“Following on the heels of Cree and the announcement of the Open Innovation Campus partnership at Griffiss, the designation of Rome Lab as the leader in development of Quantum Computing builds on our momentum as a national leader for high tech research and manufacturing. I thank Senator Schumer for his tireless efforts to bring jobs and investment to the region,” said Anthony Picente, Oneida County Executive.

Schumer said that the global efforts to develop QIS is the scientific race of the 21st century and has immense economic and national security implications for the U.S.—and potentially for the Mohawk Valley. Last year, Congress passed the National Quantum Initiative Act to coordinate a national strategy to accelerate public and private research and development of QIS and develop a high-tech workforce for the future. Schumer explained that this legislation, which he supported in Congress, aims to bring a coordinated approach to the federal government’s support of quantum information science (QIS) and establish a National Quantum Coordination Office to ensure ongoing federal, academic, and private sector research and development work together to accelerate QIS. It also created the QED-C as well as several new “National Quantum Information Science Research and Education Centers” to lead the charge. While fully-functioning quantum computers are years away, experts say once fully developed their power could perform at speeds millions of times faster than today’s most advanced machines and transform industries across nearly every sector of the economy, which is why places like China and Europe continue to invest billions to win the race to develop this technology.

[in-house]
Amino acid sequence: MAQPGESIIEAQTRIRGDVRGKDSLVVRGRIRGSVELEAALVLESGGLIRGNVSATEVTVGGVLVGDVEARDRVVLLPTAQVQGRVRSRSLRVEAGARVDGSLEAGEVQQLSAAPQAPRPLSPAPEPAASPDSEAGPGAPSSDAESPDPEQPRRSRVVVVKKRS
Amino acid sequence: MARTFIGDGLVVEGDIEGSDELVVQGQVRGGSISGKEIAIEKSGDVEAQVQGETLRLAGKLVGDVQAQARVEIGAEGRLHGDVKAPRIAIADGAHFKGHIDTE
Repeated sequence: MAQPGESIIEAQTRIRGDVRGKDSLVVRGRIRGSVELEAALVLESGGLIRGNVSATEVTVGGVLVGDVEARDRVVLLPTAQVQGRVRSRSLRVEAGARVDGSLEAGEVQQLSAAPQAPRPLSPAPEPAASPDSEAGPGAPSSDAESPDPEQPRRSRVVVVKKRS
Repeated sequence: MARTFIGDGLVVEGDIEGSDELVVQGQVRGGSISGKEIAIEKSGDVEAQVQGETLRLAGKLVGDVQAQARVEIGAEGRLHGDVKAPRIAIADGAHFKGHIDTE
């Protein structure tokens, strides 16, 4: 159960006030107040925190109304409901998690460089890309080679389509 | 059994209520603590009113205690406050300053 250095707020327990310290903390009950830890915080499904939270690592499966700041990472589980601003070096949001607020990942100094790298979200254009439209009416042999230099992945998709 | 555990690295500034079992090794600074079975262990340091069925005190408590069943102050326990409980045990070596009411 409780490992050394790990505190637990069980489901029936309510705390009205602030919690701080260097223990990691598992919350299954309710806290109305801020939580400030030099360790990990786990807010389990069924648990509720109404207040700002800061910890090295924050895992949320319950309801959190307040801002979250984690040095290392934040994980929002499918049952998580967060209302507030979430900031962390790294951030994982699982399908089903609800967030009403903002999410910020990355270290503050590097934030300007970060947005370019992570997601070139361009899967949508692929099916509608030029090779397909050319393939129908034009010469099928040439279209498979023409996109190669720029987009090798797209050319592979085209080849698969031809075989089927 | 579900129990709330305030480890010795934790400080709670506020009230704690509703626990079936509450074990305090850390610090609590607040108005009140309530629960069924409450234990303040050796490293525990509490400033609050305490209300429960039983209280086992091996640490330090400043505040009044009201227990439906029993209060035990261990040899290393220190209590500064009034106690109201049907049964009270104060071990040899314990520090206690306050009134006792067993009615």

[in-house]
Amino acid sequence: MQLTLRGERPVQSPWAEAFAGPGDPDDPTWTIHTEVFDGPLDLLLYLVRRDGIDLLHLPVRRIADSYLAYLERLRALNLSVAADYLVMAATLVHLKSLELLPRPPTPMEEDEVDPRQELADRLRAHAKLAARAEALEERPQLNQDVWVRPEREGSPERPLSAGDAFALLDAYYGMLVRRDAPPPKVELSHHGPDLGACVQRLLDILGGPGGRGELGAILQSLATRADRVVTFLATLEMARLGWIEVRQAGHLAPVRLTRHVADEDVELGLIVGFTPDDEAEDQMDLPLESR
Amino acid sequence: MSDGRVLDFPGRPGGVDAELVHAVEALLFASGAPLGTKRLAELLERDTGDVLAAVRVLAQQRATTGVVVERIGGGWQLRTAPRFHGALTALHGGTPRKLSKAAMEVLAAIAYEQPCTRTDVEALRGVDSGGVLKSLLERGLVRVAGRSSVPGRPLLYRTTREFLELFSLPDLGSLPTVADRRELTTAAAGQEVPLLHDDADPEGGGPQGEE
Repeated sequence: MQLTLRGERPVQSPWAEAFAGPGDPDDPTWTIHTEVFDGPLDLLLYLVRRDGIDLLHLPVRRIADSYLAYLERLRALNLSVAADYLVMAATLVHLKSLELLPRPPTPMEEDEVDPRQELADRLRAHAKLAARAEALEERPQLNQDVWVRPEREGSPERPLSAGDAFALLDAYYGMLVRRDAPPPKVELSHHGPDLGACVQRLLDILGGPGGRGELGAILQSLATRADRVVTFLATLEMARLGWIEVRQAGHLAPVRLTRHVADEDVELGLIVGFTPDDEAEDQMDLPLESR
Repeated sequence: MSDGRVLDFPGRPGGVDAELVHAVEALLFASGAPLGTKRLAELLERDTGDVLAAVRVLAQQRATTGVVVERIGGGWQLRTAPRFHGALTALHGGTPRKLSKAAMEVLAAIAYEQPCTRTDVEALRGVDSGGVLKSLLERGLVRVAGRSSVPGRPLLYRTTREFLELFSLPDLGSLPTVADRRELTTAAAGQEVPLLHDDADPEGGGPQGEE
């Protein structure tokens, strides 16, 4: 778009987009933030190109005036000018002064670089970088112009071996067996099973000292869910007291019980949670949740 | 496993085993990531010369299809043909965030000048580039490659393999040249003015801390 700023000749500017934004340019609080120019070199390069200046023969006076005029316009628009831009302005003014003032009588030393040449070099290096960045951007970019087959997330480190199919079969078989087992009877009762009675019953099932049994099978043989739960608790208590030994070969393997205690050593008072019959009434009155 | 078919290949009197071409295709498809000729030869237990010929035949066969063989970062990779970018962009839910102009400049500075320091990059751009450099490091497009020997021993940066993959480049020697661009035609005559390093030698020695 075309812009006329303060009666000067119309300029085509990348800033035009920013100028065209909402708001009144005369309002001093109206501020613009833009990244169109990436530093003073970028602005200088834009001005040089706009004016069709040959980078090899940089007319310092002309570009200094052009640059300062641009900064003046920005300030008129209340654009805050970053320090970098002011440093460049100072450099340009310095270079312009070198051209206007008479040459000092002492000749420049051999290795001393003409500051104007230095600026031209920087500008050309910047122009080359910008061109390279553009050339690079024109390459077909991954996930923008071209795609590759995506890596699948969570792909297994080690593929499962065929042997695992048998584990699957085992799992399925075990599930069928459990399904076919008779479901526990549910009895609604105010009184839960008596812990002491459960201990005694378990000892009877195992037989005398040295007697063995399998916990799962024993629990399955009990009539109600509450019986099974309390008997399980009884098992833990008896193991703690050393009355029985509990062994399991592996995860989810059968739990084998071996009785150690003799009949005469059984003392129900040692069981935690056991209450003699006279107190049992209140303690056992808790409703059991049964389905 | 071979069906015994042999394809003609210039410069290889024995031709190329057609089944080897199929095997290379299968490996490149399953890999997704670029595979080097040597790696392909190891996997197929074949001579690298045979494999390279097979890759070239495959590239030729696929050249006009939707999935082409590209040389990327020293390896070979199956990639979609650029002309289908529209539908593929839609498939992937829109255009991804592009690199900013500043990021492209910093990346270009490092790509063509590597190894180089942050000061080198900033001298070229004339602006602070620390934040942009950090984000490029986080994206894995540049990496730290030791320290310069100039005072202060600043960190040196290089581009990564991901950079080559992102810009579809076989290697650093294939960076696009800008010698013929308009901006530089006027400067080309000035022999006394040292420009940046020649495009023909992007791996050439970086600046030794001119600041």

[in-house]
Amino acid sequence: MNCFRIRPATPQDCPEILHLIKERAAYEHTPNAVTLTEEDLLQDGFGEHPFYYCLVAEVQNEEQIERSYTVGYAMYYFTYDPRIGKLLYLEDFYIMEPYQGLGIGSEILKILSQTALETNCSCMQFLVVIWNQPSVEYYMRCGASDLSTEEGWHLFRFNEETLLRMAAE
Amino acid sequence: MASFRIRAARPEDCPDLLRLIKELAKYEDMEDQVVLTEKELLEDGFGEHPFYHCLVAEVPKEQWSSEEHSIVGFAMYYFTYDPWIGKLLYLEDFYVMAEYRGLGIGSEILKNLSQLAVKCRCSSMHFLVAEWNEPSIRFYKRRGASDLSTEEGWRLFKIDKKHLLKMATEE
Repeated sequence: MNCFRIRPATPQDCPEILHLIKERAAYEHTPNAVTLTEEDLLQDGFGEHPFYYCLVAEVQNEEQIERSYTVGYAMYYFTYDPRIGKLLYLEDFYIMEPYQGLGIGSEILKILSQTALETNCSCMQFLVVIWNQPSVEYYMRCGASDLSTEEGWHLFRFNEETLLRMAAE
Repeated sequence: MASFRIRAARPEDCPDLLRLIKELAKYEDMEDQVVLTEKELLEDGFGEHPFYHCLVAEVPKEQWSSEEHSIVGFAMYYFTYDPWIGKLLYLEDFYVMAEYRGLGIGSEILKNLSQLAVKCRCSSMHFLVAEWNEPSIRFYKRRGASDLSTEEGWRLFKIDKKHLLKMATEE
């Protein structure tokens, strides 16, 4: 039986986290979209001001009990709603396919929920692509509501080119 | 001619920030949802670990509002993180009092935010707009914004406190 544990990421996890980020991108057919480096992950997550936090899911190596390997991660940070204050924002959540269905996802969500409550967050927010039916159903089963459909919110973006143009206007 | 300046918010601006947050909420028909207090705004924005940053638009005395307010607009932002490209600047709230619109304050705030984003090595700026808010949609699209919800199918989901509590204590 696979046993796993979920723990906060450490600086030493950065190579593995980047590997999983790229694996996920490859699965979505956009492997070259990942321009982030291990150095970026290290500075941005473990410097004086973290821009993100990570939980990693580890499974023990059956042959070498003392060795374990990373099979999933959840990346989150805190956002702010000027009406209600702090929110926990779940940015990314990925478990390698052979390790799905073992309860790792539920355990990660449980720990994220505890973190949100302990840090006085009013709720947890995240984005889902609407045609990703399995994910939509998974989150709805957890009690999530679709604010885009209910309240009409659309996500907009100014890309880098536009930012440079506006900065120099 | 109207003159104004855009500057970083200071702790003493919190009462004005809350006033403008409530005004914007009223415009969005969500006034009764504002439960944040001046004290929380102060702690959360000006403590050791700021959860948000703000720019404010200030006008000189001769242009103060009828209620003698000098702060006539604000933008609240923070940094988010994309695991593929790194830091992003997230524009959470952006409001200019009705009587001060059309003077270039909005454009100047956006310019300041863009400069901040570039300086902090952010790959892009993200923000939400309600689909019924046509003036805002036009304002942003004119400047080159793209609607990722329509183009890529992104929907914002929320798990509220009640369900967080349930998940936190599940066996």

Located in Oneida County, Rome Lab serves as the lead Air Force Research Laboratory for quantum information technology, cybersecurity, and information sciences. Since 1997, it has been the USAF’s “Superlab” and is considered the nation’s premier research organization for Command, Control, Communications, Cyber and Intelligence (C4I) technologies. The lab focuses on developing information technology for air, space and ground systems, in addition to partnering with other federal agencies, universities, private industry and other state and local governments.

Rome Lab is also a source of growth for the regional economy and a major source of employment. According to the U.S. Air Force’s 2017 economic impact analysis, Rome Lab employed over 1,200 workers with an annual payroll of $140 million and generated over $392 million in regional economic activity last year. The U.S. Air Force’s economic impact study can be found here. Because of Rome Lab’s strong commitment to excellence in developing and enhancing this nation’s cybersecurity infrastructure, as well as its commitment to employing local residents with good-paying jobs, Schumer has long fought to ensure Rome Labs has what it needs to succeed and maintain its strong workforce.